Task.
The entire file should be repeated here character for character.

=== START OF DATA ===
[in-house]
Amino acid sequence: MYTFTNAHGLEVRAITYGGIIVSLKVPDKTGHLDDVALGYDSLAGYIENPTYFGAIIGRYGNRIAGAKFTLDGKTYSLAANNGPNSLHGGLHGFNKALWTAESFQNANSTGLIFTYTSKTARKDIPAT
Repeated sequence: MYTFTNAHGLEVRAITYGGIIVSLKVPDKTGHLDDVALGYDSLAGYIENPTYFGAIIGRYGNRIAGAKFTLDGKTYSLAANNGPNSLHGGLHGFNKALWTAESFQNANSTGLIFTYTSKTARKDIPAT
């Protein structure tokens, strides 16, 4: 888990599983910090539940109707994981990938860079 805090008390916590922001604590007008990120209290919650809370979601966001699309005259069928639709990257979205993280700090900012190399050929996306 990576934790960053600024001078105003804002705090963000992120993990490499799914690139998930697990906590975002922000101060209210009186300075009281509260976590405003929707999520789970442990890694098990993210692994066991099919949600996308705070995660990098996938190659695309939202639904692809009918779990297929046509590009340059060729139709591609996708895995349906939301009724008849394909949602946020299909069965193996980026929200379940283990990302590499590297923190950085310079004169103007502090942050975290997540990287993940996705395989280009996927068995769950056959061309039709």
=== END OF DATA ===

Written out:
[in-house]
Amino acid sequence: MYTFTNAHGLEVRAITYGGIIVSLKVPDKTGHLDDVALGYDSLAGYIENPTYFGAIIGRYGNRIAGAKFTLDGKTYSLAANNGPNSLHGGLHGFNKALWTAESFQNANSTGLIFTYTSKTARKDIPAT
Repeated sequence: MYTFTNAHGLEVRAITYGGIIVSLKVPDKTGHLDDVALGYDSLAGYIENPTYFGAIIGRYGNRIAGAKFTLDGKTYSLAANNGPNSLHGGLHGFNKALWTAESFQNANSTGLIFTYTSKTARKDIPAT
């Protein structure tokens, strides 16, 4: 888990599983910090539940109707994981990938860079 805090008390916590922001604590007008990120209290919650809370979601966001699309005259069928639709990257979205993280700090900012190399050929996306 990576934790960053600024001078105003804002705090963000992120993990490499799914690139998930697990906590975002922000101060209210009186300075009281509260976590405003929707999520789970442990890694098990993210692994066991099919949600996308705070995660990098996938190659695309939202639904692809009918779990297929046509590009340059060729139709591609996708895995349906939301009724008849394909949602946020299909069965193996980026929200379940283990990302590499590297923190950085310079004169103007502090942050975290997540990287993940996705395989280009996927068995769950056959061309039709």